“I felt ambivalent about what was unfolding but in the end, the psychic energy and latent subtext, prefaced by a short story involving a headless woman, a bird and a photographer was too compelling to dismiss.”
I hesitated at the macabre prospect that was Sohrab Hura’s The Coast. The pitch black, grinning face staring back at me from the cover instilled me with both excitement and a feeling that I had been here before. I was caught somewhere between a 1980’s VHS horror and a flashback of David Lynch’s “man behind the diner” in Mulholland Drive (2001). I actually found it to be way darker than that as what followed inside was a disturbing sequence tempered only by my willing it to be merely absurd through its colour saturated, basket case, B-movie, pulp. I felt ambivalent about what was unfolding but in the end, the psychic energy and latent subtext, prefaced by a short story involving a headless woman, a bird and a photographer was too compelling to dismiss.
Hura’s project in The Coast alludes to the severe undercurrents of violence in Indian society. The nation’s seemingly chronic problem with religious, gender and caste violence dominates news headlines lately. I can’t even begin to tackle any of this fraught status quo in detail as I lack the local insight that only proximity can reveal with any real confidence. What I know is there exists, an impassioned national fanaticism (sound familiar?) as depicted in Anand Patwardhan’s film Ram ke Naam (In the Name of God) (1992) where sectarian political and religious sentiment, have propelled hateful disdain and extreme violence on anyone who thinks otherwise or is critical of its vision of ideological purity. In addition, and by no means an afterthought, are the extremely contentious issues around gender and caste equality and the physical and psychological violence that surrounds them. Hura responds to what he sees around him, not being directly politically motivated or an agent fighting social injustice, this work is more of a subjective commentary on social ills and thrills and the worlds which are created in between. It is an India, very far from the idyllic, exotic and colourful world Steve McCurry and others would have you believe.
Hura transposes this violence, into a parable which precedes a series of photographs visualising the theatre of power, desire and nocturnal life. In fact, there is a cinematic quality to the sequence, rather like a compilation from a dark and twisted movie. There are repeated images which reinforce their subliminal imprint like traumatic scenes that will stay with you forever. In fact, the precursor to the book was Hura’s film, The Lost Head and the Bird (2018), an equally powerful sequence of images, some shared with this project, culminating in a fast-paced photo-montage of appropriated popular skits and clips shared across Whatsapp and YouTube. Formatted for a black box viewing experience complete with arresting soundtrack from Hannes D’Hoine and Sjoerd Bruil, it is a significantly different encounter ending with a heightened sense of what stokes and perpetuates this violence; the easily shared, digitally disseminated media and the networks they create and circulate in – propaganda for the populist.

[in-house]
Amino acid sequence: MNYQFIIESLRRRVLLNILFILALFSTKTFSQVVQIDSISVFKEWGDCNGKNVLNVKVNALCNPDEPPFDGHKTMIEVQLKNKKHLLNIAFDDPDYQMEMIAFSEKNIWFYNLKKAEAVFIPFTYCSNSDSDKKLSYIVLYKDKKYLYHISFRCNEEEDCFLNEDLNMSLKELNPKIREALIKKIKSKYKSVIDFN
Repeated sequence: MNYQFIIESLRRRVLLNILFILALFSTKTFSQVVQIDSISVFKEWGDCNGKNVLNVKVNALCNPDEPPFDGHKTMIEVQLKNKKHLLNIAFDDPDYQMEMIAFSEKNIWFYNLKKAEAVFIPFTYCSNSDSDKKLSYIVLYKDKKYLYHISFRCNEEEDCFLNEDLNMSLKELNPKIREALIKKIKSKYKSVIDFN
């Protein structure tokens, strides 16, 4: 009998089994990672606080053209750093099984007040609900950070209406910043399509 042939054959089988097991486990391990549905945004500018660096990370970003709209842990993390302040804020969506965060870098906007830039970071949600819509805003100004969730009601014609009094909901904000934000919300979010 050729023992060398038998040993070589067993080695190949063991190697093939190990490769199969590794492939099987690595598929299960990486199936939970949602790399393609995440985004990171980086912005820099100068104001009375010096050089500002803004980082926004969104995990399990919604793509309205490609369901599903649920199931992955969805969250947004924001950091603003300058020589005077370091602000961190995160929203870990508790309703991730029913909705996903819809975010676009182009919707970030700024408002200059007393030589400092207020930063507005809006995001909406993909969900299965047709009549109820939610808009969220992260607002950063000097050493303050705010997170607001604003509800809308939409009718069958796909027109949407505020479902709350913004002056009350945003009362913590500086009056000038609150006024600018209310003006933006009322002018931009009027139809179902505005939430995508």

“Hura responds to what he sees around him, not being directly politically motivated or an agent fighting social injustice, this work is more of a subjective commentary on social ills and thrills and the worlds which are created in between.”
Hura doesn’t completely fictionalize his photographs like movie stills, they appear to sit in a slightly uncomfortable place, in between real life, witnessed images and a part constructed, psychic atmosphere that very few have the ability to recreate. The Coast is a set of stories that are played out at night. Hura inhabits the streets and the private rooms of dwellings, where his characters, whether real or not, exist within and act on their dark psychological fantasies. The most striking of these images connote violence, abuse, carnality, power wielded and succumbed to. There is an indeterminacy of knowing who the protagonists are and how they fit into the structure of the book’s 12 short stories. But in that ambiguity of knowledge we catch ourselves in these selected moments, when our own psyche connects to our inner dark spirit which recognises itself in the image. Perhaps in creating these images, Hura was recognising himself or his own darkest fears across the tableaux?
In literary theory, the poetic form of the sonnet gives us a shift from octave to sestet, this is called the volta. It marks a paradigm shift in structure and form and this is visually echoed in The Coast towards the end of the book. The unrelenting sequence of Hura’s images have to give in to a break. We see an interaction with the sea, where characters are seen entering, plunging into the waves, joyfully and with abandonment. It is an ecstatic relief from the powerful forces which occupied them previously, in the states of inflicting power or in states submitting to it. There is a temporary respite, a redemptive freedom and washing of sins on this coastal threshold and it imparts a sense of hope over oblivion. Thankfully.
We can consider The Coast as a metaphor for the border between reality and the carnivalesque, between captivity and freedom, the darkness of power and a release from it. Through this caricature of India’s reality, Hura foresees the possibility of a break, something that is difficult to imagine right now as I write this. In Patwardhan’s film there is a scene in which a speaker talks of the day the wave will recede, it will no longer have the power and support to sustain itself. When it crashes on the shore, its energy dissipates. Whatever form that moment takes, when it arrives there will be true freedom from at least some of the oppressive conditions humanity perpetuates and puts up with.
(All Rights Reserved. Text @ Sunil Shah. Images @ Sohrab Hura.)